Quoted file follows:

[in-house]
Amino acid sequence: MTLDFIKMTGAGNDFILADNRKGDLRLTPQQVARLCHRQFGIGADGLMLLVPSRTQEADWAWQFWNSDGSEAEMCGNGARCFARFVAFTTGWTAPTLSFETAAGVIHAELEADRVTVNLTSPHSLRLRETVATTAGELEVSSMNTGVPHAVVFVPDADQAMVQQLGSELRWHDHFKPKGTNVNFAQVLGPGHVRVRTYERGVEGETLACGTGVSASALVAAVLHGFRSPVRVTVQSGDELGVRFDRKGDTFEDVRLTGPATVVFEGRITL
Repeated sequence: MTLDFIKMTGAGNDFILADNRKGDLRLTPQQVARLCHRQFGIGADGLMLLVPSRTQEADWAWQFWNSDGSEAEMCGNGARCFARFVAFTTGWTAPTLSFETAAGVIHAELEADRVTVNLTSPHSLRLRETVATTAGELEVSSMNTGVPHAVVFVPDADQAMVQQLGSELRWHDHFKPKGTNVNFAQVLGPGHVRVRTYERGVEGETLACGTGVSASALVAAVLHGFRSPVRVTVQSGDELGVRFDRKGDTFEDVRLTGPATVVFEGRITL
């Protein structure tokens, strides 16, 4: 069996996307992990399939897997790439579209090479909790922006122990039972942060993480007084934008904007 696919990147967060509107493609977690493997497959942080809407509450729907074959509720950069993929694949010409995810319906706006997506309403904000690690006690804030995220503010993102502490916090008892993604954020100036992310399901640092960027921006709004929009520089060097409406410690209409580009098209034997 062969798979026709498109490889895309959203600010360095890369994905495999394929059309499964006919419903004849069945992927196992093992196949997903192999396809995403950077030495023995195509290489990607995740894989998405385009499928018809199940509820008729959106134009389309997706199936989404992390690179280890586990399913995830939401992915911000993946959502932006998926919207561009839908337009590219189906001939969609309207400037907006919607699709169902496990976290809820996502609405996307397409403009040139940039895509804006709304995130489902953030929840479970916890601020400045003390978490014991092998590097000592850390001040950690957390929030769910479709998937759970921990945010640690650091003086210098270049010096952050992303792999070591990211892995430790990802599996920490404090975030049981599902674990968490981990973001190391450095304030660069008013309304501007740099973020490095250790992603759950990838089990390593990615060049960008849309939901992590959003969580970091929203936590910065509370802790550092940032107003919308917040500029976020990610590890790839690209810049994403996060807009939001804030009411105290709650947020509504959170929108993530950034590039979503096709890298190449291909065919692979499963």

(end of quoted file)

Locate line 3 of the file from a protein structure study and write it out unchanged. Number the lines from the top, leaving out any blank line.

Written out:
Repeated sequence: MTLDFIKMTGAGNDFILADNRKGDLRLTPQQVARLCHRQFGIGADGLMLLVPSRTQEADWAWQFWNSDGSEAEMCGNGARCFARFVAFTTGWTAPTLSFETAAGVIHAELEADRVTVNLTSPHSLRLRETVATTAGELEVSSMNTGVPHAVVFVPDADQAMVQQLGSELRWHDHFKPKGTNVNFAQVLGPGHVRVRTYERGVEGETLACGTGVSASALVAAVLHGFRSPVRVTVQSGDELGVRFDRKGDTFEDVRLTGPATVVFEGRITL